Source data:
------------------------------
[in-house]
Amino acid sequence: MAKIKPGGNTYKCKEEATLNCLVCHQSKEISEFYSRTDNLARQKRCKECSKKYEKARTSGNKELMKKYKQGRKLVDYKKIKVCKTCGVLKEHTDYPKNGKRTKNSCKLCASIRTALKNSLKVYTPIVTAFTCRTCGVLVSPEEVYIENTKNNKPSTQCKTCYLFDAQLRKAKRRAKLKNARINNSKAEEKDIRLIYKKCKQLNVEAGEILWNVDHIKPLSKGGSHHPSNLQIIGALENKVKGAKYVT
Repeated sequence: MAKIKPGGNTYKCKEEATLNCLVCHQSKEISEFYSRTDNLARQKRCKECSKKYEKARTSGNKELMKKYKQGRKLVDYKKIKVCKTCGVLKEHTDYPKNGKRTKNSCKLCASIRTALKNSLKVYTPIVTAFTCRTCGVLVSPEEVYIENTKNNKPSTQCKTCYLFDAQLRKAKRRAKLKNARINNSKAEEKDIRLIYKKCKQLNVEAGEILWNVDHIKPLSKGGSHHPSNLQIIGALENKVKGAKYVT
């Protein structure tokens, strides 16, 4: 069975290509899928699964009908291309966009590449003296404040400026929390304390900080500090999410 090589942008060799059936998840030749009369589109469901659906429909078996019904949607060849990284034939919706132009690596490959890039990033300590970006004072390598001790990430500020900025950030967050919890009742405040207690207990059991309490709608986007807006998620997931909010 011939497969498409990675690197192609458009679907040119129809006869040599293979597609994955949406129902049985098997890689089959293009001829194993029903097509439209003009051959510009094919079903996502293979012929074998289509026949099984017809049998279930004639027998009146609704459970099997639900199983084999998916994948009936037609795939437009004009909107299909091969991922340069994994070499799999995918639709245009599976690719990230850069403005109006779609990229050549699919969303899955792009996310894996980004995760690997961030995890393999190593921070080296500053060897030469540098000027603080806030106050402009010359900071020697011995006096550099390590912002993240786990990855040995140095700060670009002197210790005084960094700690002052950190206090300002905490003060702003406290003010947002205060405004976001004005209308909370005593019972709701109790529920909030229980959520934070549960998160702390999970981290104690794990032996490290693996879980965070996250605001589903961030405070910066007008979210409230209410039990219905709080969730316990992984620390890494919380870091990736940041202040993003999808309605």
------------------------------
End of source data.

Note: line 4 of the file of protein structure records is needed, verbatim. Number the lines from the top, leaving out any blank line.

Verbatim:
């Protein structure tokens, strides 16, 4: 069975290509899928699964009908291309966009590449003296404040400026929390304390900080500090999410 090589942008060799059936998840030749009369589109469901659906429909078996019904949607060849990284034939919706132009690596490959890039990033300590970006004072390598001790990430500020900025950030967050919890009742405040207690207990059991309490709608986007807006998620997931909010 011939497969498409990675690197192609458009679907040119129809006869040599293979597609994955949406129902049985098997890689089959293009001829194993029903097509439209003009051959510009094919079903996502293979012929074998289509026949099984017809049998279930004639027998009146609704459970099997639900199983084999998916994948009936037609795939437009004009909107299909091969991922340069994994070499799999995918639709245009599976690719990230850069403005109006779609990229050549699919969303899955792009996310894996980004995760690997961030995890393999190593921070080296500053060897030469540098000027603080806030106050402009010359900071020697011995006096550099390590912002993240786990990855040995140095700060670009002197210790005084960094700690002052950190206090300002905490003060702003406290003010947002205060405004976001004005209308909370005593019972709701109790529920909030229980959520934070549960998160702390999970981290104690794990032996490290693996879980965070996250605001589903961030405070910066007008979210409230209410039990219905709080969730316990992984620390890494919380870091990736940041202040993003999808309605």